Again, you will find some lymphocytes, fibroblast, leucocytes, macrophages, and mast cells in the lamina propria of the duodenum.
Lamina propria and muscularis of duodenum
In addition, the lamina propria forms the core of the villi and surrounds the mucosal gland of the duodenum. You will find loose connective tissue with a prominent reticular fibre framework in the lamina propria of the duodenum.
A single lymphatic capillary, the lacteal, is located in the centre of the lamina propria within the villus of the duodenum. But, you will not find any lymphatic nodules in the lamina propria of the duodenum histology slide. Again, there are blood vessels, and different types of cells are present in the extensive reticular fibre framework of lamina propria.
The lamina muscularis of the duodenum consists of inner circular and outer longitudinal layers of smooth muscle. But the muscular layer is thin and incomplete in most of the animals except the dog. In a dog, you will find thick and complete lamina muscularis layers.
There are lots of variations in the lamina muscular layers of different animals.
Tunica submucosa of duodenum histology
The submucosa of the duodenum histology slide presents a layer of connective tissue that is denser than that of the lamina propria. You may easily distinguish the duodenum from the jejunum or ileum because of the presence of duodenal glands in the submucosa. There are no glands present in the submucosa of the jejunum and ileum of animals.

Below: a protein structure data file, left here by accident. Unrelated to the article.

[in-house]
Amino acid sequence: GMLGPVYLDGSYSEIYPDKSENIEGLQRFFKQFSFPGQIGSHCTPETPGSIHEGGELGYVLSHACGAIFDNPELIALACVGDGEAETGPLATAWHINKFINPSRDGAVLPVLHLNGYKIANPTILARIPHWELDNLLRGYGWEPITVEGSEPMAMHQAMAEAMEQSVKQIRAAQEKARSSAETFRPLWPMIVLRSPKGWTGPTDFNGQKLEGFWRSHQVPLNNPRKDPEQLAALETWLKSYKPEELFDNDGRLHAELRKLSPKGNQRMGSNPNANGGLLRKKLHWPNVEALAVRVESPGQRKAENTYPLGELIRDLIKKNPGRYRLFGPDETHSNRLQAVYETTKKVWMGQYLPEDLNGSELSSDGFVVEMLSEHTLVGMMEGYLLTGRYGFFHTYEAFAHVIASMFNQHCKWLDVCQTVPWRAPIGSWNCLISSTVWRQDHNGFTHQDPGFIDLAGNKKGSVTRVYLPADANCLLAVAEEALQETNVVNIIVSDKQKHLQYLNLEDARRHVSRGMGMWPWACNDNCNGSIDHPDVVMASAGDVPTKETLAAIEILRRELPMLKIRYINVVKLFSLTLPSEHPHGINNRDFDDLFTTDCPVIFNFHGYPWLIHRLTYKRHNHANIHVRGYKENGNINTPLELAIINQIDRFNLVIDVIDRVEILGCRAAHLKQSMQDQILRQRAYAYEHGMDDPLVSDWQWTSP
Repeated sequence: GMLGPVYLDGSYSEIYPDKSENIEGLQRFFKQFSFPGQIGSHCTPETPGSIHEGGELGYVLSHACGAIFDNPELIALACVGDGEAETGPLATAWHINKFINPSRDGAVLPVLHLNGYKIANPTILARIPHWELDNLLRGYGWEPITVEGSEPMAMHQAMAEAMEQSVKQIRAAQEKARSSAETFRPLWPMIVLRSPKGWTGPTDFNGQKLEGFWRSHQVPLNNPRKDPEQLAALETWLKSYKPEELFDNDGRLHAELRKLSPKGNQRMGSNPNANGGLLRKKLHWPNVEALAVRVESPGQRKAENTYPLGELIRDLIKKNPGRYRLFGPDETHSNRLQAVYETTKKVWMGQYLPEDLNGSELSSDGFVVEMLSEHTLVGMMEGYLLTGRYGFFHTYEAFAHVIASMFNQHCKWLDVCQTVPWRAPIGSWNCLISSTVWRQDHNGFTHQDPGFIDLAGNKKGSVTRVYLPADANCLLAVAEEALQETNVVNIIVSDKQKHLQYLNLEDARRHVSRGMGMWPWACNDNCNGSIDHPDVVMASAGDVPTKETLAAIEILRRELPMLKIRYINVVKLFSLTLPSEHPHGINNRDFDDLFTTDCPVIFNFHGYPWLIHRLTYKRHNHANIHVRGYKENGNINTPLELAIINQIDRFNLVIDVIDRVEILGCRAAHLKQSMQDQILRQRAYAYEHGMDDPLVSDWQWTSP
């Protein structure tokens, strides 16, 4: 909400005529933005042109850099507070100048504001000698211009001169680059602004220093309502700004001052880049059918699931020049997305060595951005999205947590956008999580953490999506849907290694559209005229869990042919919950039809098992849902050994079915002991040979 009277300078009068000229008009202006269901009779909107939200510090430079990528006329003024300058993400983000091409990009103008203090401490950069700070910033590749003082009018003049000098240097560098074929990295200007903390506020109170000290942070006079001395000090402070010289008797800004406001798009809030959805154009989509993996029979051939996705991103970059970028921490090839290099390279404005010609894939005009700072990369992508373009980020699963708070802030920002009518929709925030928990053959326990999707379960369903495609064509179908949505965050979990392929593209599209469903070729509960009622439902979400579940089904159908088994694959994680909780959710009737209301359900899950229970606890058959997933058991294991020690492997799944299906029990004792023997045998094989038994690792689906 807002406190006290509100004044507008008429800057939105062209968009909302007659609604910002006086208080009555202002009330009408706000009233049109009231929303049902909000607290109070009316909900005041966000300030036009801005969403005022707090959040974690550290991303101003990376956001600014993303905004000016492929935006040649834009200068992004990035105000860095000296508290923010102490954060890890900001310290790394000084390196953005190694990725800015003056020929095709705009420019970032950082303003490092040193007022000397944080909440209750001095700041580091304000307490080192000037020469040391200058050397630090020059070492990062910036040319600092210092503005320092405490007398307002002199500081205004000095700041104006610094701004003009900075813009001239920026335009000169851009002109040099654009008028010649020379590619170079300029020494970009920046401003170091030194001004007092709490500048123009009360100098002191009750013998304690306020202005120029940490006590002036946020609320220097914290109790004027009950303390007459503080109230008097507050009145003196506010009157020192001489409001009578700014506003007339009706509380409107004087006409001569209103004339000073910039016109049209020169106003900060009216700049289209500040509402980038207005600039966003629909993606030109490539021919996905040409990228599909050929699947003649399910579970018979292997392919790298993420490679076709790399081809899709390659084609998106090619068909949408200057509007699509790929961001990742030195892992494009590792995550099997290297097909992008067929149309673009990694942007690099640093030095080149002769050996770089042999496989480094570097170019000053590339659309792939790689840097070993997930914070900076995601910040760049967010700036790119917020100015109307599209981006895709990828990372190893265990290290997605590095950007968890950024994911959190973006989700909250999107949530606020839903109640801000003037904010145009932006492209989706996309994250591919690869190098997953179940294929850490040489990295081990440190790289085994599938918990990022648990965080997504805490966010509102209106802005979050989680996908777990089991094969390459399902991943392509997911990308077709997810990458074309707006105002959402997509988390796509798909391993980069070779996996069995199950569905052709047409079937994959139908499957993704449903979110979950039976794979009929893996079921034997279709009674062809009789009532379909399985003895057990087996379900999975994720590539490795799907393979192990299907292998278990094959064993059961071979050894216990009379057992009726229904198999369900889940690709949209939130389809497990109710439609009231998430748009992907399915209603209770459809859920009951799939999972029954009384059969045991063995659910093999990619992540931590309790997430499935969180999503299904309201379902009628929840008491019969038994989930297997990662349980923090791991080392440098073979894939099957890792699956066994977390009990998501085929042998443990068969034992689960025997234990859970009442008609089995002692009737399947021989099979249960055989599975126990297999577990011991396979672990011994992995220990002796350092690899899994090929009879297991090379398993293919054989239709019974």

The submucosal glands or Brunner’s glands are the compound tubule-alveolar glands. They locate within the connective tissue of the tunica submucosa of the duodenum.
The duct of these submucosal glands passes through the lamina muscularis. It opens into the crypt of liberkuhn of the duodenum.
You will find these brunner’s glands in all domestic mammals, but the distribution and secretion type may vary with different species. At the proximal part of the duodenum of a dog, you may find numerous duodenal glands, but in a horse, you will see less.
These duodenal glands are mucous in dog and ruminant, serous in pig and horse, and seromucous in a cat. You will not find any distinct, solitary lymphatic nodules in the submucosa of the duodenum like the jejunum or ileum.
You may find some nerve plexus in the submucosa of the duodenum. The nerve fibres form this plexus and extend into the villi of the duodenum.
Tunica muscularis and serosa of duodemun
You will find similar histological features in the tunica muscularis layer and the tunica serosa layers of the duodenum, as seen in the general organization pattern of a tubular organ. In all species, you will find inner circular and outer longitudinal smooth muscle layers in the tunica muscularis.
But the thickness of the tunica muscularis layers may vary in different animals and species. You will find the thickest tunica muscular layer in the duodenum of a horse. The two layers of the smooth muscles in the horse duodenum are nearly equal in thickness. You will find the myenteric plexus in between the two layers of smooth muscles of tunica muscularis.